There's definitely a problem that charities have right now. To the enterprising charities that have created smart modes of operation, a lot of their funders will say, “You're doing really well, so I'm not going to give you any more.”
It's kind of perverse. Successful organizations, if they were in a marketplace, would get more capital attracted to them because they were successful, as opposed to the non-profit sector where, if they're successful, they can have less capital. That's one of the anomalies of the current system.
Again, I wouldn't want government to say that because this is happening we should be cutting back on non-profits. Our non-profit sector is sorely underfunded. Most organizations have been cannibalizing their core assets. The maximum that non-profits spend on technology, for example, is something like 2.4%. The minimum that businesses spend is something like 2.5%, up to 8%.
The non-profit sector is not spending on itself right now. It needs the money. So I wouldn't be advocating that if they were able to succeed by doing this, government should cut back. What we'd be seeing is a more effective, more competitive, more innovative non-profit sector able to meet the needs of communities. That's what this model would help people move towards.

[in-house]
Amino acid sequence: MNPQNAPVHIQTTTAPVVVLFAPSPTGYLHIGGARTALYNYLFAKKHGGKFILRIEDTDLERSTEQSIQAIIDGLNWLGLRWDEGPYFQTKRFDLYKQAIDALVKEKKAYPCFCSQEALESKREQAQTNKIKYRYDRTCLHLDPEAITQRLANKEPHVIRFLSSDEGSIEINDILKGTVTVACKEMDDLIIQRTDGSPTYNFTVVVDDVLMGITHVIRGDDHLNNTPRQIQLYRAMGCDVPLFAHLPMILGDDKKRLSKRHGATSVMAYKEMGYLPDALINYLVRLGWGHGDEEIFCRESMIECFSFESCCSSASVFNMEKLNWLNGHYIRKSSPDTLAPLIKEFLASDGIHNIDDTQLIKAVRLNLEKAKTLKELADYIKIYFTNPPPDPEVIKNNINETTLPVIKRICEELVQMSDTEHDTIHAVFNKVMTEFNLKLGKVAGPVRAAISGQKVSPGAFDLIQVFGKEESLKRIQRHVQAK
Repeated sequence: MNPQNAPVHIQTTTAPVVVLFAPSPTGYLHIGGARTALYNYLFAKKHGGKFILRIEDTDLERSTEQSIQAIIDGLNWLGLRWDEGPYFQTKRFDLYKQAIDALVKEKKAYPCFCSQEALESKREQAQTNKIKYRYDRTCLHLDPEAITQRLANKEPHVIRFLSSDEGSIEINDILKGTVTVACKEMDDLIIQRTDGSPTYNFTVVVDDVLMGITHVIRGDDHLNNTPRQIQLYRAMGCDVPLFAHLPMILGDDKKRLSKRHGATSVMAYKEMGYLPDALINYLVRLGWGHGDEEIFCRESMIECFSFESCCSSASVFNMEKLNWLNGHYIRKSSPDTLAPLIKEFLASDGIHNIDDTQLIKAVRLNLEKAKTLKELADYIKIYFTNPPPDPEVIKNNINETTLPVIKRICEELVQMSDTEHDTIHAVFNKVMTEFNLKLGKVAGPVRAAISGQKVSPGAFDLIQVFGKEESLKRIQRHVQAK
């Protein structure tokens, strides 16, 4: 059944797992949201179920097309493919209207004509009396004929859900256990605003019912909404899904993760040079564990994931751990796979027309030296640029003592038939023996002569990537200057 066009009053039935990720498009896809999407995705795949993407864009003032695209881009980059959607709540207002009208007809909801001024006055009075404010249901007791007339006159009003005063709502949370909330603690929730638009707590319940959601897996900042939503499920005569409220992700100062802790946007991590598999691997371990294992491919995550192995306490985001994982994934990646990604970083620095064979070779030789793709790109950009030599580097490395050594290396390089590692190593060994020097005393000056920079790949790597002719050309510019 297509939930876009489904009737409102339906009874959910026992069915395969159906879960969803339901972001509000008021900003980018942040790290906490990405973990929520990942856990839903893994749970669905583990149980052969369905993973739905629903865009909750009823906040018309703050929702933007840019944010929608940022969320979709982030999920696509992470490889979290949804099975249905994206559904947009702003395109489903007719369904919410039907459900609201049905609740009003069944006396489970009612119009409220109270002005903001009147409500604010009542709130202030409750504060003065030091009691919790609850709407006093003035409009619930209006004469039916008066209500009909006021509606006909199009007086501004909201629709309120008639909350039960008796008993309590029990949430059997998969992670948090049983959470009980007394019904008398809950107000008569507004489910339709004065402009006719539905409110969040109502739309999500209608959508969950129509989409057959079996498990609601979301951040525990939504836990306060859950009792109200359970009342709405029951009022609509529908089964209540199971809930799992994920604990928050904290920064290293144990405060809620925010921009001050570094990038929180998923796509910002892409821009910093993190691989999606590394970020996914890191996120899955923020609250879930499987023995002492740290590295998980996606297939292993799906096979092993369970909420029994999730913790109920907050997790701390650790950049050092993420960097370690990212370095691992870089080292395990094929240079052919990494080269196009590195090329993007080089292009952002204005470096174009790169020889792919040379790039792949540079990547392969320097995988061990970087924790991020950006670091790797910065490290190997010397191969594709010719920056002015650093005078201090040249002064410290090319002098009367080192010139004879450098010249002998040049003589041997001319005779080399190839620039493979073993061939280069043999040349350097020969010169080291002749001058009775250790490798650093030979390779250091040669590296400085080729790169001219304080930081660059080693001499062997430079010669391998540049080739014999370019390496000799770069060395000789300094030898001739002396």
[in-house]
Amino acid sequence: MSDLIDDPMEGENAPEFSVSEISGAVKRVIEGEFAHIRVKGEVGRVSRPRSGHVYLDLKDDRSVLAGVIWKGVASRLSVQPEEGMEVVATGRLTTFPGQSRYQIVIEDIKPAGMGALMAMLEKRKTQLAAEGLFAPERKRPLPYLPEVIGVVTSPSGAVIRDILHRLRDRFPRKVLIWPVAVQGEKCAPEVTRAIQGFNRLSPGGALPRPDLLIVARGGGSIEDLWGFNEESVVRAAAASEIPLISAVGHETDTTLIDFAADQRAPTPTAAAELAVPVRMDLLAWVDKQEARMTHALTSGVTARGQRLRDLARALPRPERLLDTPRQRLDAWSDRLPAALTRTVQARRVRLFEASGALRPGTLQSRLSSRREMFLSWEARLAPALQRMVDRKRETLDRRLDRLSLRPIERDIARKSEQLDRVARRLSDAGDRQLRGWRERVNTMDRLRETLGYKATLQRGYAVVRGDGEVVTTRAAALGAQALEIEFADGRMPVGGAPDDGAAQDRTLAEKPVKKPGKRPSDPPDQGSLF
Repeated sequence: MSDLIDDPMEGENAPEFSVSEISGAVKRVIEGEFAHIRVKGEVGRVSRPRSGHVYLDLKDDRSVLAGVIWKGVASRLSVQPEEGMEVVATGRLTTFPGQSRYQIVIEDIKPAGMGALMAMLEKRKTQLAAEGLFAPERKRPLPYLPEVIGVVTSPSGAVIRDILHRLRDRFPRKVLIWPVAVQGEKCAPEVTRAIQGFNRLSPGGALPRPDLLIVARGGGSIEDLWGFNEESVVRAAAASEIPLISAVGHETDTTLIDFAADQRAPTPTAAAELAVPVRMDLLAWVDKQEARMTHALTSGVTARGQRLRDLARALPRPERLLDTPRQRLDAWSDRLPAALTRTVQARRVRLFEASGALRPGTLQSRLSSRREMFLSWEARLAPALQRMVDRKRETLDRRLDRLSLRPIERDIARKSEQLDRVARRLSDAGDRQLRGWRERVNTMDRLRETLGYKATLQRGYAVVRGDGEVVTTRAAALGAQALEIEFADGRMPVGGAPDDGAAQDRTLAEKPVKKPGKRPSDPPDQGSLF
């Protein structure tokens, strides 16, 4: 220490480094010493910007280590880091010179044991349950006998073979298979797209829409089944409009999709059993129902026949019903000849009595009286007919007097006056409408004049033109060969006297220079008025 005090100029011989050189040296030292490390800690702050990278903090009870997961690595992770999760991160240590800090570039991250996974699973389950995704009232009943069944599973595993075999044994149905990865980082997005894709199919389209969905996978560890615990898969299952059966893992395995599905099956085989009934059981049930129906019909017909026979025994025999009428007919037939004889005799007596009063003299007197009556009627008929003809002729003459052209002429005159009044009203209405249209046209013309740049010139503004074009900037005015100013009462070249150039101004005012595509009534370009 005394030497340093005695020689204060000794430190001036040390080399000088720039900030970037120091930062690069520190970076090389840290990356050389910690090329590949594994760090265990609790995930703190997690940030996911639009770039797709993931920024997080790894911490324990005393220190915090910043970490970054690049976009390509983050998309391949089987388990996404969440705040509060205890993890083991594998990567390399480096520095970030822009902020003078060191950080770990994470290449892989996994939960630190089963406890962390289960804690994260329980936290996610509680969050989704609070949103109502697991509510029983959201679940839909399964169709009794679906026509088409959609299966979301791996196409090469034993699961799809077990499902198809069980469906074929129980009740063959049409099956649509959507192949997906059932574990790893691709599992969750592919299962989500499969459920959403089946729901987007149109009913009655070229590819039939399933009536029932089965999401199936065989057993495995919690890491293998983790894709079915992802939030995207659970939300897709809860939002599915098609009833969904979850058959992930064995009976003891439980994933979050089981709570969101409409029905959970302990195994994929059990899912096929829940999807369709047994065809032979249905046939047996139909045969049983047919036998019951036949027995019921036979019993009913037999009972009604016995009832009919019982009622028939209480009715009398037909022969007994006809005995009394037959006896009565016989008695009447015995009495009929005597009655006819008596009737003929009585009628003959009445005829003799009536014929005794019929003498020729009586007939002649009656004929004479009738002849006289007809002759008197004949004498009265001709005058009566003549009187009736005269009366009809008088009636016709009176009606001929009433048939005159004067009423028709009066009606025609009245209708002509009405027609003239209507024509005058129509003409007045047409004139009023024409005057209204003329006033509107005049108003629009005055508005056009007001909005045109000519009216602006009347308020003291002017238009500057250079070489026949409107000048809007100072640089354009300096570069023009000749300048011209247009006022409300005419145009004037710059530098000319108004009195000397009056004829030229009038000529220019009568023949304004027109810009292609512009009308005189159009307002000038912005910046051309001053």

I did a study a decade ago on enterprising non-profits across Canada. Where you have a non-profit that is thinking about employing market means, it has a cultural impact on the way the non-profit operates. It lets people think more strategically about their organization. It builds in more sensitivity to the economics of how the organization works.
I've never really understood why non-profits operate on the basis that they create a budget, fundraise for it, spend it through the course of the year, and at the end of the year reach zero, and then start the whole thing all over again. Somebody has described this to me as the cha-cha-cha version of non-profit survival, as opposed to creating ideas whereby non-profits have the ability to build up assets, just like families, individuals, and companies do. They should be encouraged to take on these kinds of strategies to create a more resilient and diversified sector serving Canadians.